An Excerpt of Donald Yerxa's Interview with David Livingstone from Historically Speaking (June 2009)
David N. Livingstone is a professor of geography and intellectual history at Queen’s University Belfast. He is a fellow of the British Academy and the Royal Society of Arts. One of the most talented and perceptive scholars currently working on the history of science and religion, Livingstone is especially interested in exploring the spatial as well as the temporal contexts within which ideas are produced and consumed. Among his many books are Putting Science in Its Place: Geographies of Scientific Knowledge (University of Chicago Press, 2003) and most recently Adam’s Ancestors: Race, Religion, and the Politics of Human Origins (Johns Hopkins University Press, 2008). Historically Speaking senior editor Donald A. Yerxa caught up with Livingstone on March 3, 2009, to discuss his latest book as well as his approach to intellectual history.
Donald A. Yerxa: Your most recent book, Adam’s Ancestors, is a history of pre-Adamite thinking. What is pre-Adamism?
David N. Livingstone: Pre-Adamism is actually a notoriously simple idea, though its consequences are multifaceted. It’s the idea that the Adam of the Hebrew Bible and the Old Testament is not the first human being. In some incarnations Adam is simply the father of the Jewish people, whereas in other versions Adam is viewed as the father of Caucasian people. But the material point of pre-Adamism, at least in its early days, is that there were, and perhaps indeed continue to exist, peoples who are descended from a pre-Adamic or at least non-Adamic source. This would mean that there were at least two (and arguably more than two) creations of the human species. In pre-Adamism lie the origins of what anthropologists used to call polygenesis. And, indeed, that has been and continues to be something of an issue right up to contemporary paleoanthropology. Should we look at all humans as derived from a single source, let’s say, a “mitochondrial Eve”? Or did the human species emerge in many different places? So the debate in that sense, without the biblical significance of Adam, continues to be important in thinking about human origins more generally.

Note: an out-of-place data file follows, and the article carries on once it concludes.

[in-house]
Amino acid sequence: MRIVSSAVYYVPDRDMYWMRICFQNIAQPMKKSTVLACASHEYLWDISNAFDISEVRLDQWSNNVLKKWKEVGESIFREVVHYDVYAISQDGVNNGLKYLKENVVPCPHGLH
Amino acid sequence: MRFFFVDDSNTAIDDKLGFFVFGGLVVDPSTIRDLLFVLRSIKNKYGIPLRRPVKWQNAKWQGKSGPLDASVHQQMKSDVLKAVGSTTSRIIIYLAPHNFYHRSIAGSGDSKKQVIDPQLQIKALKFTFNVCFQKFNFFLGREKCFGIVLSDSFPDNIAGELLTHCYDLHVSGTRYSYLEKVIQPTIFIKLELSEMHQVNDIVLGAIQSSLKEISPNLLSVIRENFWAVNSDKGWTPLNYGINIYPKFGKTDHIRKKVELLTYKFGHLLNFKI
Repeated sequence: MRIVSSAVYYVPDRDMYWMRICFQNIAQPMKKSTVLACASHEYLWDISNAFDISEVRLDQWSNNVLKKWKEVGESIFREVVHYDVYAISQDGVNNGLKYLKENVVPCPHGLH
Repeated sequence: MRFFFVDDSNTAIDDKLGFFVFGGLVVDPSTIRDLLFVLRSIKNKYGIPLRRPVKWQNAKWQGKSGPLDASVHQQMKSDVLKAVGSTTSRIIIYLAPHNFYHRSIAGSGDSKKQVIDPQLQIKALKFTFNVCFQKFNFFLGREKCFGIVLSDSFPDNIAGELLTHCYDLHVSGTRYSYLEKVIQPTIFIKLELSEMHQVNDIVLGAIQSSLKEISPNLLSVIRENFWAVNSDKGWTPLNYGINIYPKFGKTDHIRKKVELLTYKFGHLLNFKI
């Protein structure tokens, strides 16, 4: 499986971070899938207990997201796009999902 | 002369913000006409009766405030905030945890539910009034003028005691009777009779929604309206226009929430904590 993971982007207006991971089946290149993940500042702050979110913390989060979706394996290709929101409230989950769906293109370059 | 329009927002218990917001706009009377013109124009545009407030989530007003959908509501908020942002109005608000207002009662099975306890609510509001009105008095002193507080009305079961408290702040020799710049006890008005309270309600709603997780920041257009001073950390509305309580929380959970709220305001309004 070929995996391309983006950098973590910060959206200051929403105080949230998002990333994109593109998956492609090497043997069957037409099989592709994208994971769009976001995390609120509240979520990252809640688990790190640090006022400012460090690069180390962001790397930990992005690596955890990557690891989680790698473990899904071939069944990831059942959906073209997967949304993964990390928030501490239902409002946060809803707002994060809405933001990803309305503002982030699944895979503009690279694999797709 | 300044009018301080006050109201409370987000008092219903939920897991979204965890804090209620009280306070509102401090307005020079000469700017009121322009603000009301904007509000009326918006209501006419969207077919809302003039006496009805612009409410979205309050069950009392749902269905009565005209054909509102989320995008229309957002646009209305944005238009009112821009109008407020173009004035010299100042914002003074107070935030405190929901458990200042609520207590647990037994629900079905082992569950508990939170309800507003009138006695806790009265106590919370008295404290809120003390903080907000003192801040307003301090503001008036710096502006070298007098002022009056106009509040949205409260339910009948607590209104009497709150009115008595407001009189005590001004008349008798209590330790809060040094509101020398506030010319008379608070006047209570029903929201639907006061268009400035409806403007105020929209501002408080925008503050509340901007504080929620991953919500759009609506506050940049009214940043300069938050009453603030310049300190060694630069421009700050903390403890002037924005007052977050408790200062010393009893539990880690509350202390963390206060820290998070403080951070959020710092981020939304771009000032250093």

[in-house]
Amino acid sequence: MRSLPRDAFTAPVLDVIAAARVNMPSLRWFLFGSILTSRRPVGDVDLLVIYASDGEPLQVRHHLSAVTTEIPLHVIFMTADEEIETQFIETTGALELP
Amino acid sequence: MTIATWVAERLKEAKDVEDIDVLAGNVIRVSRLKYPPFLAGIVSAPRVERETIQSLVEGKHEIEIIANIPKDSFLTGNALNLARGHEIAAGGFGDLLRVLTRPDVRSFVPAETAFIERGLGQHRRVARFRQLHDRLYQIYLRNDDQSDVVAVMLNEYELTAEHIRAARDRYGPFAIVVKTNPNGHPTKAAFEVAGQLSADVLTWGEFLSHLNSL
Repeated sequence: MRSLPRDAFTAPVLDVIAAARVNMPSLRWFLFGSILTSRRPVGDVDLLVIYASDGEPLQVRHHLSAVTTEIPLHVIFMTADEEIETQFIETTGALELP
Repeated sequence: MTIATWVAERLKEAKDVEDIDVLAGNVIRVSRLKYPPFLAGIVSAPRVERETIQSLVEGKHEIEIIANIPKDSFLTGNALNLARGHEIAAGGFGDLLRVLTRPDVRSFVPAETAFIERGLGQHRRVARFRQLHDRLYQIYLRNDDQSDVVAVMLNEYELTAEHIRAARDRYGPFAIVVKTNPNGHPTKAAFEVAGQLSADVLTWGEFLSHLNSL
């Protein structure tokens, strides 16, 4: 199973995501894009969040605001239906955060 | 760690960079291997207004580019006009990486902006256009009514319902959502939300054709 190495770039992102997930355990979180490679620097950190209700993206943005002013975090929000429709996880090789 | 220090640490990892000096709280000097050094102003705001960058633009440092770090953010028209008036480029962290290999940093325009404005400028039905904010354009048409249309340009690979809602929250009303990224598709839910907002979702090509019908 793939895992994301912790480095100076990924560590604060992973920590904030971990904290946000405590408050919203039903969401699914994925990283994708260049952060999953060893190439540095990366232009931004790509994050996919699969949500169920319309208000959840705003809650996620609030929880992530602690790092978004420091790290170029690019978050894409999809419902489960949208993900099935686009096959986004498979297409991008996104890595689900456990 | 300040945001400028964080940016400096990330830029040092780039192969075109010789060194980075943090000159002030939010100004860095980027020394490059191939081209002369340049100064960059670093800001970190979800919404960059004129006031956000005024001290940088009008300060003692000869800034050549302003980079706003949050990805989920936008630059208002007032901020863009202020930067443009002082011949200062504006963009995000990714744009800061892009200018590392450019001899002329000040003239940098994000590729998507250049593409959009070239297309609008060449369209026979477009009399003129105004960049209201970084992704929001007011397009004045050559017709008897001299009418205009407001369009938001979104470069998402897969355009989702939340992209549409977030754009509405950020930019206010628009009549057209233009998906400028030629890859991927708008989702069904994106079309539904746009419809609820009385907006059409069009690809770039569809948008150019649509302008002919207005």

Yerxa: How significant was pre-Adamism in Western intellectual history prior to Darwin?
Livingstone: There are a couple of things to be said about this. Another historian who worked on this subject some years ago, Richard Popkin, made the arresting suggestion that pre-Adamic theory was much more destabilizing to European intellectuals in the 17th century than the Copernican revolution or indeed the mechanical universe of the Newtonians. Popkin reasoned that pre-Adamism challenged human beings’ sense of their own identity, of who they really were. For a very long time, going back to the church fathers, to Augustine, and indeed to much earlier times, descent from Adam came to be a definition of what it was to be human. So I’m inclined to agree with Popkin because while you can scarcely find an advocate for the idea after 1655 when it first began to achieve wider publicity, you find many, many refutations. Although pre-Adamism seems initially to have had few converts, a lot of people felt the need to refute it.